In the past few years, we have seen a rise in interest around Black military history and culture. Black veterans have been fighting for their country since the Civil War. They went to war. They came home, but weren't considered citizens and couldn't even vote.
My father's older brother William Bunton Jr. was a casualty in Germany while serving in the military during World War II. He volunteered to serve. As my mother Ragina Bunton tells the story, he begged his parents to go. In combat, he was blown up by a tank. Prior to the officers coming to tell his parents the news, my grandmother Gillie Ann Bunton had a premonition of his death. Unfortunately, she was right. Since my father, Irving Bunton was their only remaining son, he was never drafted as that was the government policy not to send the last. Carrying on the military tradition now in my family I salute my brother David Bunton as Technical Sergeant in the Air Force, and several cousins.
The tragic outcome of my uncle's story and others are why many are hesitant to sign-up for the military. And yet, there are those who boldly go. If they return, they've experienced the gamut: victory, defeat, pain, struggle all in spite of horrific unspeakable circumstances. Whether or not we understand the reasons they decided to go, it is important to document and share these stories of valor and strife to learn from them.
Our ancestors fought on both sides of World War I, but when it came time to receive benefits for their service—including access to education and land ownership—most Black soldiers were ignored or denied these opportunities due to discrimination against them based on the psychological insecurities of racism.
Black soldiers fought to free the country, and then came home to find out that they couldn't vote. While some states allowed African Americans to vote, others did not. This meant Black veterans who had served the Union (and been allowed to vote in Northern states) were unable to exercise this right in Southern states. In fact, many ex-soldiers who had risked their lives for America were even denied citizenship rights!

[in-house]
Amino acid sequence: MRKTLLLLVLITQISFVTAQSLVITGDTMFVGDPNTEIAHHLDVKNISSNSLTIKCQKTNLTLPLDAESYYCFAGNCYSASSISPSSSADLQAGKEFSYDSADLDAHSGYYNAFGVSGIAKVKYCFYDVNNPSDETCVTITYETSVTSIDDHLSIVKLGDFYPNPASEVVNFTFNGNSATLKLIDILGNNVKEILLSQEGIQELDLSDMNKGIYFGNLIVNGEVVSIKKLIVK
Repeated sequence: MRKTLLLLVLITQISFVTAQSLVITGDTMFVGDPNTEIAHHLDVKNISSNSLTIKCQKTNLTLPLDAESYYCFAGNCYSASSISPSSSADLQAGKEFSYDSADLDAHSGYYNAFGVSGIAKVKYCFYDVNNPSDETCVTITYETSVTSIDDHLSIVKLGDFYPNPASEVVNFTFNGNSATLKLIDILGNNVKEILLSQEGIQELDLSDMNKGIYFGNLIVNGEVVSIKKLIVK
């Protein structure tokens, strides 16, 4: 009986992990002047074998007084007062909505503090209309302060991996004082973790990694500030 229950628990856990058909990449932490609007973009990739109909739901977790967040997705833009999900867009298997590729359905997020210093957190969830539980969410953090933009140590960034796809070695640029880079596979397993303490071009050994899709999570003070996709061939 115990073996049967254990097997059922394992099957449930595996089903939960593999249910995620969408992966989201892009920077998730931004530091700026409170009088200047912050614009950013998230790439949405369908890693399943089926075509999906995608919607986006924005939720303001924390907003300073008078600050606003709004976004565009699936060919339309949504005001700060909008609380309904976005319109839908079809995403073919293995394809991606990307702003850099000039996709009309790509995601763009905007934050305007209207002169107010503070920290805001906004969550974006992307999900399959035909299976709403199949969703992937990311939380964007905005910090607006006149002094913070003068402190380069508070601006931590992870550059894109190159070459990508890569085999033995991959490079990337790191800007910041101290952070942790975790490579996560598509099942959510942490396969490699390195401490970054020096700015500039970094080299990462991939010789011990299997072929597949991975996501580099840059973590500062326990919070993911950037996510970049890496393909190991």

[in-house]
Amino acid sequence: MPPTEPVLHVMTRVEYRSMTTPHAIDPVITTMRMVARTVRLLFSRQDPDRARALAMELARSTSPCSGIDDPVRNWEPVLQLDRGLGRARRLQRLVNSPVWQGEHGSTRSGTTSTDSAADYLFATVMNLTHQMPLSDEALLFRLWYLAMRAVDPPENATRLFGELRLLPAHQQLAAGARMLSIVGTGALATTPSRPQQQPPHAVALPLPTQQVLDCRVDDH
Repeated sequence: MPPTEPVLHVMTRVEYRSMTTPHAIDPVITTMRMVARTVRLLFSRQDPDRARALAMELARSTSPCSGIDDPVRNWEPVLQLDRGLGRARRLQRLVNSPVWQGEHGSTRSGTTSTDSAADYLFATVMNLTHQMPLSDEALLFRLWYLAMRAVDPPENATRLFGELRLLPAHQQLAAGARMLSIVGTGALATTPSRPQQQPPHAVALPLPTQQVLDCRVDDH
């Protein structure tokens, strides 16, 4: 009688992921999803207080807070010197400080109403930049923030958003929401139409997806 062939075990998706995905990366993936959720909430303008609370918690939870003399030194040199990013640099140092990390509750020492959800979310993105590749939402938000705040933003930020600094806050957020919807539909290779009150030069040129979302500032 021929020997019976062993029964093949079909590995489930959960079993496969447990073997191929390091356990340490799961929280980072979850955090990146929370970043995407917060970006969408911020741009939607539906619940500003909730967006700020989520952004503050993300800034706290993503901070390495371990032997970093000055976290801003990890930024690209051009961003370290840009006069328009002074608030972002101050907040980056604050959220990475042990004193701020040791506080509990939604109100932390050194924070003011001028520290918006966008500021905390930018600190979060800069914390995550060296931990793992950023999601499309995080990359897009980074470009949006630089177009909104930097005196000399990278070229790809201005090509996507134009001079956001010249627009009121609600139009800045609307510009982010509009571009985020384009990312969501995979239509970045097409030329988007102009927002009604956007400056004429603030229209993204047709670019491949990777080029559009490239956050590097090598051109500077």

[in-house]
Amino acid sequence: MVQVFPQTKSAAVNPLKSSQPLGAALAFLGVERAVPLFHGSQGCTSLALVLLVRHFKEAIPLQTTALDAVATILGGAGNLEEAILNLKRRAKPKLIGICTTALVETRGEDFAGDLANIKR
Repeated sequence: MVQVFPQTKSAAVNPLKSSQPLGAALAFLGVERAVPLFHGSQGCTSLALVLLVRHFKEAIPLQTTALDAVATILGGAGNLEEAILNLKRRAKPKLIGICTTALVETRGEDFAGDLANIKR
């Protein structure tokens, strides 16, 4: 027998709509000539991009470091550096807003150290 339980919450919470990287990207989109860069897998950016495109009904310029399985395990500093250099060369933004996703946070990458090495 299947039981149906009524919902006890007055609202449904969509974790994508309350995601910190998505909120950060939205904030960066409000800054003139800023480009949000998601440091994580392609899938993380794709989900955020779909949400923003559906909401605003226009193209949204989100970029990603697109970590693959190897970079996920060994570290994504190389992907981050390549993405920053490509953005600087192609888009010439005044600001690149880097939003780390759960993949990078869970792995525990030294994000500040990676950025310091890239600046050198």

This denial of citizenship continued throughout World War II and beyond—serving as another example of how our country's values are hypocritical at best and racist at worst.
Many Black veterans were never fully recognized for their service in the military. They served in the same conditions as other American soldiers, but did not come home identified as heroes. Instead, they often faced discrimination both during and after their service.
This was especially true when they returned home to communities where they were treated as second-class citizens. Once again, these Black Americans had to fight for acceptance. While progress has been made over the last century, there is still work to be done.
Though government policies and practices were against them, our brave ancestors didn't give up; instead, they continued fighting for justice and equality. Some traveled across the country on foot or on horseback all the way from Kansas City to Washington, DC—understanding that if they didn't make their voices heard then no on would know their story.
The Military Earned Them Citizenship.
2023 Books on Black Soldiers
1. Exampled Courage by Richard Gergel
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My name is Nzingha Nommo, I've been in business since 1993 as owner/Founder of Afriware Books, Co. Thought I could share a few things I learned from my journey. I also dabble in veganism, natural hair and other odds and ends. Learn more on our About Us page.